Evaluation of Photoneutron Dose Measured by Bubble Detectors in Conventional Linacs and Cyberknife Unit: Effective Dose and Secondary Malignancy Risk Estimation

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Abstract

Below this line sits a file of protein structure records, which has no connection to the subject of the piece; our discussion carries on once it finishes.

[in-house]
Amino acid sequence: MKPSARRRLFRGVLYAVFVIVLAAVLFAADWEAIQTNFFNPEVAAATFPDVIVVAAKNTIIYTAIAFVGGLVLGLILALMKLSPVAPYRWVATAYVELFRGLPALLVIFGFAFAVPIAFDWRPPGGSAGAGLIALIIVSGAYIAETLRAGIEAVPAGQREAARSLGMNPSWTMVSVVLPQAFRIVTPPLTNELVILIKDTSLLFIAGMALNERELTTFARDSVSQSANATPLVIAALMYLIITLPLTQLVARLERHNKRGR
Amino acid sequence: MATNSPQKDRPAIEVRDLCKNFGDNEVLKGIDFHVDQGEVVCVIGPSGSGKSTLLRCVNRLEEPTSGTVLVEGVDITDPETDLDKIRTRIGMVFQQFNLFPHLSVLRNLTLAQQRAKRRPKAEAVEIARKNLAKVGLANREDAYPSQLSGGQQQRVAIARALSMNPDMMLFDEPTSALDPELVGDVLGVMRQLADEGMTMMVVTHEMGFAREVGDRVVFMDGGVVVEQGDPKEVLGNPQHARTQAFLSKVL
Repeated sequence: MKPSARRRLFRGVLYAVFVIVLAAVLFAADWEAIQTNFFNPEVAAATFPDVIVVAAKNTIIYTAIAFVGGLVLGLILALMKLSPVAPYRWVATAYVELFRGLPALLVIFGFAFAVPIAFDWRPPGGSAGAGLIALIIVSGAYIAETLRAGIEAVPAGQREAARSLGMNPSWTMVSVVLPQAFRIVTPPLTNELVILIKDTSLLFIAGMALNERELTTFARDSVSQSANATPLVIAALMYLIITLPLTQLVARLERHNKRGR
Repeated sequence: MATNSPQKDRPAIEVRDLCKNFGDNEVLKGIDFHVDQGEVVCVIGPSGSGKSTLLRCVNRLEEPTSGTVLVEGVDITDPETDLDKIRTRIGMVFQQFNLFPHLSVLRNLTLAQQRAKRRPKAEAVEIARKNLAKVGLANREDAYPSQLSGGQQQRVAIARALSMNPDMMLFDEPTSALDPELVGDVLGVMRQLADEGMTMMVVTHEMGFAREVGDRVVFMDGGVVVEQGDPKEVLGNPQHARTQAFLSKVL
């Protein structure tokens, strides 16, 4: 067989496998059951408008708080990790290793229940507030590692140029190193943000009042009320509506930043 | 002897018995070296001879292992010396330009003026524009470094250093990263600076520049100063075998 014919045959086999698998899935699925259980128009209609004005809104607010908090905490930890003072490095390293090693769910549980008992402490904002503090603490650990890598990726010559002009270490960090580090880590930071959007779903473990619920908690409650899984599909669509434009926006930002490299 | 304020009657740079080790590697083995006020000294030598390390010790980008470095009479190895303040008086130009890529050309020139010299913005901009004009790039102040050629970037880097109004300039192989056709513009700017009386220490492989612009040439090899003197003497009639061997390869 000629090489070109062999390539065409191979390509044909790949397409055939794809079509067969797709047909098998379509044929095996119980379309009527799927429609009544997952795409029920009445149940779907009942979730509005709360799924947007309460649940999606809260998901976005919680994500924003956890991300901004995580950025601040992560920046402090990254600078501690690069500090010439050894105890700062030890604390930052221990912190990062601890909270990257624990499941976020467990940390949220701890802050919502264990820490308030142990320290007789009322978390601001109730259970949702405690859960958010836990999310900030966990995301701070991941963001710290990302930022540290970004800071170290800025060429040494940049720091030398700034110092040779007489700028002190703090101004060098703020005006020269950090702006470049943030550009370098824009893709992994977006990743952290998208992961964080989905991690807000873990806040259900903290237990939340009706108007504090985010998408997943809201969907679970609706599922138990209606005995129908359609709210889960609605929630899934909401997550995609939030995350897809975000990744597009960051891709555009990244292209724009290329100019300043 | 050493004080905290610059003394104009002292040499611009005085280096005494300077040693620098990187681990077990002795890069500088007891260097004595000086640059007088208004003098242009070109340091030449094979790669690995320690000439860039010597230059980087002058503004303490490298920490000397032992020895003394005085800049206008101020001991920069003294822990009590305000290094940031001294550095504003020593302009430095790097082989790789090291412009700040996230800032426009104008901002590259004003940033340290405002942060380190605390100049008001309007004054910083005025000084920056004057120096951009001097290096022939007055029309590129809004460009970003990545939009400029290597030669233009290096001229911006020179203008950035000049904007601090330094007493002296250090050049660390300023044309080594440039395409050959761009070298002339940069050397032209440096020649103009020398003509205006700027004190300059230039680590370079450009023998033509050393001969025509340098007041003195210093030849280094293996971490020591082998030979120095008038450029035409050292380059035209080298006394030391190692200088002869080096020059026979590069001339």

This study aims to reduce the uncertainty about the photoneutron dose produced over a course of radiotherapy with high-energy photon beams and evaluate photoneutron contamination-based secondary malignancy risk for different treatment modalities. Dosimetric measurements were taken in Philips SL25/75, Elekta Synergy Platform (Elekta AB, Stockholm, Sweden), Varian Clinac DHX High Performance systems (Varian Medical Systems, Palo Alto, CA), and Cyberknife Robotic Radiosurgery Unit (Accuray Inc., Sunnyvale, CA) using bubble detector for neutron dosimetry. The measurement data were used to determine in-field and out-of-field neutron equivalent dose in 6-MV 3D conformal radiotherapy, sliding window–intensity-modulated radiotherapy, and stereotactic body radiotherapy and to calculate the effective dose in 18-MV 3D conformal radiotherapy and sliding window–intensity-modulated radiotherapy techniques for patients with prostate cancer undergoing a standard treatment. For the 18-MV treatment techniques, the secondary malignancy risk due to the neutron contamination was estimated using the risk factors published by The International Commission on Radiological Protection. The neutron contamination-based secondary malignancy risk for the 18-MV 3D conformal radiotherapy and sliding window–intensity-modulated radiotherapy modalities was found to be 0.44% and 1.45% for Elekta Synergy Platform and 0.92% and 3.0% for the Varian Clinac DHX High Performance, respectively. For 6-MV 3D conformal radiotherapy, sliding window–intensity-modulated radiotherapy, and stereotactic body radiotherapy treatment techniques, neutron equivalent doses inside the treatment field were found to be lower than 40 mSv. Our measurements reveal that equivalent dose and effective dose due to the neutron contamination are at a considerable level for 18-MV sliding window–intensity-modulated radiotherapy treatments, while 6-MV photon beams used in different modalities still induce only negligible photoneutrons. The secondary malignancy risk based on photoneutron should be therefore taken into consideration in case of selecting 18-MV photons in a sliding window–intensity-modulated radiotherapy treatment instead of 6 MV.

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